I preached this weekend about the ascension of Christ. As I shared in a blog post earlier in the week, I think it’s important to consider why Jesus ascended to heaven instead of sticking around in visible fleshly form in His immortal body. The dialogue between Jesus and His disciples in Acts 1:6-11 helps to shed light on why His ascension was part of God’s plan. Below I’m sharing the sermon audio along with a written summary:
It’s a strange and beautiful thing to hear someone preaching your own thoughts in a sermon. That’s what happened for me last summer when I heard Pentecostal preacher Jonathan Martin‘s sermon series “The Songs of Ascent” about King David and the Psalms. My whole life, I have been on a journey of trying to understand the nature of worship. Growing up Baptist, I was instilled with a zeal for sincerity in worship. What is the difference between truly worshiping God and putting on a performance? In one sermon last summer, Jonathan said that King David’s worship was to delight in the discovery of God’s delight in him. This beautiful way of framing things is at the heart of Jonathan’s new book Prototype, which I would buy and ship to every Christian who has been wounded or disillusioned by the church if I had the money. Continue reading
I had a powerful encounter with today’s Daily Office reading. The gospel reading was John 17, one of the most beautiful prayers in the Bible that Jesus prays immediately before being taken into custody. I’ve read this prayer dozens of times at least. But this time the third verse stopped me completely in my tracks: This is eternal life: that they may know you the only true God and Jesus Christ, whom you have sent. Continue reading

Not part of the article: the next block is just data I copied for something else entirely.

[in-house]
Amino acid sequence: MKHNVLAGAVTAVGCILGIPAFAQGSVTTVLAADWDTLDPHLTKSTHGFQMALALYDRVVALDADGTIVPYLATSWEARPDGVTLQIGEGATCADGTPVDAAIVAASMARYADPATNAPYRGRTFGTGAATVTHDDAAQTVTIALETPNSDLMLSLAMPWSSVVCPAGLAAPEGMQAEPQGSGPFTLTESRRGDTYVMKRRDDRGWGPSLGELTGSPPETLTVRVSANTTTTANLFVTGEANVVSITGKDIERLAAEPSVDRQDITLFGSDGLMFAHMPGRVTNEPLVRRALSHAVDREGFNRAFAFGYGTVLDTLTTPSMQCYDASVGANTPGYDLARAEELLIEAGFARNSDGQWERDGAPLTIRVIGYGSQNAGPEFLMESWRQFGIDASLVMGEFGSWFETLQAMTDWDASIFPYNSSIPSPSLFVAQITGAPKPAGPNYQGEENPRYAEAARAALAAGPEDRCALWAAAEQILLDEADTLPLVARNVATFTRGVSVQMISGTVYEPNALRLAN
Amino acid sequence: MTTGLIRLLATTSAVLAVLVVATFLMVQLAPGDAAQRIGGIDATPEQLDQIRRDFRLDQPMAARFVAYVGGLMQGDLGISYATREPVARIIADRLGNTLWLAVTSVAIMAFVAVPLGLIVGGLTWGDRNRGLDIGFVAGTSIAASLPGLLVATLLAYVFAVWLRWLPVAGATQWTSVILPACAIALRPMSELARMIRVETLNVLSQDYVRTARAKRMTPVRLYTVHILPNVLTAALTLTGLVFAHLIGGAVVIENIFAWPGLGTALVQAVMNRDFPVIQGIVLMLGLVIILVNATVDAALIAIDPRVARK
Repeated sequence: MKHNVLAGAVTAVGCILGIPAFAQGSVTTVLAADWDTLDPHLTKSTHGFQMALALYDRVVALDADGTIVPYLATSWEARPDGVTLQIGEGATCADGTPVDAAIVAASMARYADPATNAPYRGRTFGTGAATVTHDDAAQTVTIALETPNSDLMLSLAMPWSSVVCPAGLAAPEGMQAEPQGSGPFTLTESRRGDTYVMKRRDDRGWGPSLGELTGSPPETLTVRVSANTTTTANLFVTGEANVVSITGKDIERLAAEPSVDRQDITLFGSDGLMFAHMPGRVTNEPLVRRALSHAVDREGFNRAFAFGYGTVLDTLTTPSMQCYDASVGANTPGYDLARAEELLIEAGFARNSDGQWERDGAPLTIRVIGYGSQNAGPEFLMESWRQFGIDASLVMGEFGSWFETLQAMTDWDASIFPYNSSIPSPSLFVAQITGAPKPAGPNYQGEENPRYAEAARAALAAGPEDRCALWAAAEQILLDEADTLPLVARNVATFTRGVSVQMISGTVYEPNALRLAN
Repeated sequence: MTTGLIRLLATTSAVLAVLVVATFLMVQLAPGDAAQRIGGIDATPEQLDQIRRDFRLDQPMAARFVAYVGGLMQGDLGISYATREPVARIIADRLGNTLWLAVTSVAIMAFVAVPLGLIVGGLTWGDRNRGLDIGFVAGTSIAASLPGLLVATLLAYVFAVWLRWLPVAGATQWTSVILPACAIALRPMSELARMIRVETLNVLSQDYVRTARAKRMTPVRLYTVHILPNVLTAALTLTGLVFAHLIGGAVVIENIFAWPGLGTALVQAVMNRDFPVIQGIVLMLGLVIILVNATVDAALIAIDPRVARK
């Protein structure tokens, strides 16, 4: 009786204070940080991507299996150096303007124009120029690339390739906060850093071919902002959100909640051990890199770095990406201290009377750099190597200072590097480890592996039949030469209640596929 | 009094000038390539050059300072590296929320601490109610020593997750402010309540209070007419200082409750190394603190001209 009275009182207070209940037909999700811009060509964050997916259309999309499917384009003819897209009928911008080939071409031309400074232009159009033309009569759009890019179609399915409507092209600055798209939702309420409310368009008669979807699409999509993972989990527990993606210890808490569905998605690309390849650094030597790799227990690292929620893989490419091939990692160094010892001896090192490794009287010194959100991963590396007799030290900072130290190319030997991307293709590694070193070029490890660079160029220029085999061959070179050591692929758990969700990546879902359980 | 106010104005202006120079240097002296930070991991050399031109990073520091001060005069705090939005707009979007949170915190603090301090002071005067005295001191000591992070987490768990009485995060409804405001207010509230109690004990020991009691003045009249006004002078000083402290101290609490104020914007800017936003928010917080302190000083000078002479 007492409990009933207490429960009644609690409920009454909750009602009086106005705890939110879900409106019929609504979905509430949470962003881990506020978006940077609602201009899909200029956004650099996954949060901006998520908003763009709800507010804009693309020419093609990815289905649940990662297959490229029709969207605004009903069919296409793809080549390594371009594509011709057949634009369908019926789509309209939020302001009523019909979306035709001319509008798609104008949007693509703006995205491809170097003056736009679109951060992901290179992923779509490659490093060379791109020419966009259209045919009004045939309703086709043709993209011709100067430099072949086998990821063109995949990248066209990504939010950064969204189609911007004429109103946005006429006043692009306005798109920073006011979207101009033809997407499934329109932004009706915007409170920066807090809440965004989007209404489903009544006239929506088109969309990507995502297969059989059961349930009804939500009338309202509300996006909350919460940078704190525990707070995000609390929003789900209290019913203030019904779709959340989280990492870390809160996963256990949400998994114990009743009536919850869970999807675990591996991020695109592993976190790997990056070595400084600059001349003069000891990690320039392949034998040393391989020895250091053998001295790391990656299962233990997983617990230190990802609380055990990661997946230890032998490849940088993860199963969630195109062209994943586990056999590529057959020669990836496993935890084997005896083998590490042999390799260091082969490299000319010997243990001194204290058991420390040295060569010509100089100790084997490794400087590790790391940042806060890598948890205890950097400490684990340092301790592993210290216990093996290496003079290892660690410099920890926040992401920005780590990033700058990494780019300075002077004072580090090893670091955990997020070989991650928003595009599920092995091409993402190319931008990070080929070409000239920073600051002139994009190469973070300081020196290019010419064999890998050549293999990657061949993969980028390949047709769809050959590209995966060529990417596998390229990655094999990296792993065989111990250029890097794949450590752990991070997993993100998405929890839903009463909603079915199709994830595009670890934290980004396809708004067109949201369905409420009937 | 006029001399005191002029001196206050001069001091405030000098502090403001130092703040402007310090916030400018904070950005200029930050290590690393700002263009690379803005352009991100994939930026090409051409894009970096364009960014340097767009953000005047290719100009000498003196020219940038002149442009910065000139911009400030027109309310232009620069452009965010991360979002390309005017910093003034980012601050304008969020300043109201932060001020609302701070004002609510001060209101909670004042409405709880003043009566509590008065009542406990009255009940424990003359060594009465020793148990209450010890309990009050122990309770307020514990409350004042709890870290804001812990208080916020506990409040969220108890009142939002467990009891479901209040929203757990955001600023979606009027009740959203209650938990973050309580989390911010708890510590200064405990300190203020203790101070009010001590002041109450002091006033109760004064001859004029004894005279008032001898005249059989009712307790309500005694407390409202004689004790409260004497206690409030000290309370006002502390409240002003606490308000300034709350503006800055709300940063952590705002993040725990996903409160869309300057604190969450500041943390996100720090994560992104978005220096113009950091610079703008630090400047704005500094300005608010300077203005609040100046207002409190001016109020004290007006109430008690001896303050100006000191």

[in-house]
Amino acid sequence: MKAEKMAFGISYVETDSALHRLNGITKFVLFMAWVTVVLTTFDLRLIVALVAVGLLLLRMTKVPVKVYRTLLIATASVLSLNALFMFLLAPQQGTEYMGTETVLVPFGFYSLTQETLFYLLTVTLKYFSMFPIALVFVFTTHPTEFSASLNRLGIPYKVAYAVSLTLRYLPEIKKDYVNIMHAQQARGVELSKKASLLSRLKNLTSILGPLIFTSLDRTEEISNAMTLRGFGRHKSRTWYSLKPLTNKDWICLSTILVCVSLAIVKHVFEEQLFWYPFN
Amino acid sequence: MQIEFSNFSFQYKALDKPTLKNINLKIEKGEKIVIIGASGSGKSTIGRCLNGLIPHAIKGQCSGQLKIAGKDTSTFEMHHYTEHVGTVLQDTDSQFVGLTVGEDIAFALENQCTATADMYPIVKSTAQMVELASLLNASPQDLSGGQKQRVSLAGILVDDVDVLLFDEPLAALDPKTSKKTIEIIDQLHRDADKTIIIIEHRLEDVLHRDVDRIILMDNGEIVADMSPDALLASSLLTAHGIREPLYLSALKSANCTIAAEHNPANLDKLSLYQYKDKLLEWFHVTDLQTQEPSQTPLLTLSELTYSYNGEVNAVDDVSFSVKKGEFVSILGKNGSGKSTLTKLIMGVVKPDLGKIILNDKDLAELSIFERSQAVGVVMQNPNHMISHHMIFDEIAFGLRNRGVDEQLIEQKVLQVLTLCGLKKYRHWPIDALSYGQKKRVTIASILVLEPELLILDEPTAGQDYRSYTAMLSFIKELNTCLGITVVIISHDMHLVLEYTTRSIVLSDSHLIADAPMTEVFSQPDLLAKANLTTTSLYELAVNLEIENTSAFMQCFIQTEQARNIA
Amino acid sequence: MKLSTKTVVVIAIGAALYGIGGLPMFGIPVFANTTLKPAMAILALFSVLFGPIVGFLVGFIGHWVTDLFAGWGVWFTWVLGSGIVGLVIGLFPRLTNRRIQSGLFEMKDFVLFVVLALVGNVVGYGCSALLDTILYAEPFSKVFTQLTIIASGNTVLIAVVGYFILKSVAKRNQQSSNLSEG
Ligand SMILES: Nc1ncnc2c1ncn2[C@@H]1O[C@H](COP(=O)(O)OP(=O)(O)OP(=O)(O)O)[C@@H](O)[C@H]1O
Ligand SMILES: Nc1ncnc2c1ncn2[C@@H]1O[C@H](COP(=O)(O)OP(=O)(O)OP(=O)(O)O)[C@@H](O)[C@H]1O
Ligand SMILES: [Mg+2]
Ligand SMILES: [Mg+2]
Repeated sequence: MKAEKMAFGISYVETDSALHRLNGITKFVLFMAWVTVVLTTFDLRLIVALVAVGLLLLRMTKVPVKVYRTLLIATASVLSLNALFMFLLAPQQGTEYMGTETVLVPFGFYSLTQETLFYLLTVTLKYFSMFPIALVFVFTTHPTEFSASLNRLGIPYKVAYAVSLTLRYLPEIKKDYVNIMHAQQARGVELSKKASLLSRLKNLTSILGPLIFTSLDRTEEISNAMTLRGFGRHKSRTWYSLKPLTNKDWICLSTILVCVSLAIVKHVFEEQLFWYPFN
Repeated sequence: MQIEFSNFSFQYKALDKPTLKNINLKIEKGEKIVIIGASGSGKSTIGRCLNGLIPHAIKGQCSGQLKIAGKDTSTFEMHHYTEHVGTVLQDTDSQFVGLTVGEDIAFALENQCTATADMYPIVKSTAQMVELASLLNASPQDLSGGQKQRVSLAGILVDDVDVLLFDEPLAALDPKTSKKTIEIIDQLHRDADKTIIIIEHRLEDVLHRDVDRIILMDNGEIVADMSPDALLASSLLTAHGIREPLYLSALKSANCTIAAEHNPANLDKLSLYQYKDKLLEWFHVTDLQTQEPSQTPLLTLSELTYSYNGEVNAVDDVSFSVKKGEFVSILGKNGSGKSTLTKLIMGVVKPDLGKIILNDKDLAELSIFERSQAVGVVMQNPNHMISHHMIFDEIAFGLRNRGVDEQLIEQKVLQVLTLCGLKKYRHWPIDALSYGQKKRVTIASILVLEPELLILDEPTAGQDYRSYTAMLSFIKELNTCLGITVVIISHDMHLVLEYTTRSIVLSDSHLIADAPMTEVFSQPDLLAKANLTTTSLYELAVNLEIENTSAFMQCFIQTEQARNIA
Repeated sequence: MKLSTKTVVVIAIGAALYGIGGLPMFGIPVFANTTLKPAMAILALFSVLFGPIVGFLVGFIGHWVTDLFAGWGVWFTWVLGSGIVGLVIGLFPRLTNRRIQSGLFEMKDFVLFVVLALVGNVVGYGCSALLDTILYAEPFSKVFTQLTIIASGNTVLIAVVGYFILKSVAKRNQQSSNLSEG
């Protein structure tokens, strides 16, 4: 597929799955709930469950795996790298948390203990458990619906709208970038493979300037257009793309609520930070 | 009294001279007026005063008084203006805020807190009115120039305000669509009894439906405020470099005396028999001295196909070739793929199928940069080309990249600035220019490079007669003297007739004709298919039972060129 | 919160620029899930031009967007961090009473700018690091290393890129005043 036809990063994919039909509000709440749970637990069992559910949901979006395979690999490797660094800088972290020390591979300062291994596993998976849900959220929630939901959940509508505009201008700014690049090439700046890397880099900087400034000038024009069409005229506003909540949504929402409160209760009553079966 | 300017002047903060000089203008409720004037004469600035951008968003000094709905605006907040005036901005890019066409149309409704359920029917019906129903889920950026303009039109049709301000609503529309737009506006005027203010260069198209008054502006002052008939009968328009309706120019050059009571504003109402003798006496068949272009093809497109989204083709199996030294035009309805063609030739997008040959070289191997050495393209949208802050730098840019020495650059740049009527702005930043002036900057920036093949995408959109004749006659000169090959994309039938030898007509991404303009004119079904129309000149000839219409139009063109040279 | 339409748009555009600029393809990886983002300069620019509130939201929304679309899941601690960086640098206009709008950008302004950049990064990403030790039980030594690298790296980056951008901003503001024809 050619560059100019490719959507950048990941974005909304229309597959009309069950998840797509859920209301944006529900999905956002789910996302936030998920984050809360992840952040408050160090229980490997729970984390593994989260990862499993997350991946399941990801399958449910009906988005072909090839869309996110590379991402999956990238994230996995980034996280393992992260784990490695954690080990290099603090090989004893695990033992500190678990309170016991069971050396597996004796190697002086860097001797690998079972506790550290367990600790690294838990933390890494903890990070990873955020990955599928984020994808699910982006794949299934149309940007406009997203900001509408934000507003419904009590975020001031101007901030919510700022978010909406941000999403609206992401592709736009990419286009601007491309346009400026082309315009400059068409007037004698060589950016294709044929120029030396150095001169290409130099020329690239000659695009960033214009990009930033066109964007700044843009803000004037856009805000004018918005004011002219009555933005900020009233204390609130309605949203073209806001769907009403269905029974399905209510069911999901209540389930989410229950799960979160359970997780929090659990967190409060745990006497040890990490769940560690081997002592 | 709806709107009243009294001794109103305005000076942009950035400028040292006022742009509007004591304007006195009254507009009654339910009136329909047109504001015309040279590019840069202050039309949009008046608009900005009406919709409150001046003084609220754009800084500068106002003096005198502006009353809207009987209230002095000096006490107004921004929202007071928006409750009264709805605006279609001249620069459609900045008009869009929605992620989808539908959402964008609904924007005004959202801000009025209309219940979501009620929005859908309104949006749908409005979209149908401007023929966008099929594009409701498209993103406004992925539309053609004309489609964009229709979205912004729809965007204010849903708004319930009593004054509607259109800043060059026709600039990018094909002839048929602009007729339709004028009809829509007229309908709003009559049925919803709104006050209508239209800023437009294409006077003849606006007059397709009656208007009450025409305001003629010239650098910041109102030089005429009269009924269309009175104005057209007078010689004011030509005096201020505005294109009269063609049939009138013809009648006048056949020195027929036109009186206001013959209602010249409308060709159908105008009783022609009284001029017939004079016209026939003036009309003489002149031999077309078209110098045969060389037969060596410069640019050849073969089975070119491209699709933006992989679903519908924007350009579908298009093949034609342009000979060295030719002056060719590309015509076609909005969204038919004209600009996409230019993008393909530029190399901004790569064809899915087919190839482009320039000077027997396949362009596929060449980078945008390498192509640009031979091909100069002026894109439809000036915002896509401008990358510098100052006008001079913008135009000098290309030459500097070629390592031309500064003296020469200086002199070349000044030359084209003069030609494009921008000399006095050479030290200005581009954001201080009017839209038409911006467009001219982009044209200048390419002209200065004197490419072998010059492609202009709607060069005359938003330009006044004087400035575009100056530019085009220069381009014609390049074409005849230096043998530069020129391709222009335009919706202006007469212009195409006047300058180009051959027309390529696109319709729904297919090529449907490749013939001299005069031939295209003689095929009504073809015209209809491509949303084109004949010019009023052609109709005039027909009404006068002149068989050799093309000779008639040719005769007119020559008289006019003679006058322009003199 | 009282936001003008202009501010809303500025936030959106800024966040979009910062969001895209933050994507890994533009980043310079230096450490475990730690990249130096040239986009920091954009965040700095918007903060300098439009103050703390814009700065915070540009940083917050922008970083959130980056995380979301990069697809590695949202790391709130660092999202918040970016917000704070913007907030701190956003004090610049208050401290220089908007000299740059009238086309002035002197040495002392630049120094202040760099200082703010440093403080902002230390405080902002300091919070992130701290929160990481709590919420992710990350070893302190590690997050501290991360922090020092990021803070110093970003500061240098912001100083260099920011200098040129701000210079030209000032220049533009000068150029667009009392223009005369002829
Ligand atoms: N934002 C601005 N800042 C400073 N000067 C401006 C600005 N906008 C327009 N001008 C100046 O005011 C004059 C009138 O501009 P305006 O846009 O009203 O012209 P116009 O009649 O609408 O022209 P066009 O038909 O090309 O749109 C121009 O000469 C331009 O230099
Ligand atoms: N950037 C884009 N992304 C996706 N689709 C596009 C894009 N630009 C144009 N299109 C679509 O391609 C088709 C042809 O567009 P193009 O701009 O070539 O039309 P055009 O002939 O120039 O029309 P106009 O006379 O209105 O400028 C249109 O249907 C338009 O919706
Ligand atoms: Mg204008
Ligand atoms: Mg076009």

I’m going to start spending Mondays on my blog with Thomas Merton since I’ve been deeply influenced by several of his books. Merton was a Trappist monk who spent most of each day in prayer; his words are rich and beautiful and liberating. Because he is from a different generation and lived only with men, he doesn’t use gender-inclusive language, so I apologize for that distraction. Because he was evangelizing a secular intellectual audience, he doesn’t always fortify his paragraphs with scriptural proof-texts. This will make it difficult to accomplish my purpose, which is to evangelize evangelicals out of some of the more poisonous aspects of our theology. Those of you who fall in that category will hear things you don’t like that will be easy for you to dismiss as “un-Biblical,” but I urge you to be open to what God might be saying to you through the words of someone who pursued God relentlessly. Continue reading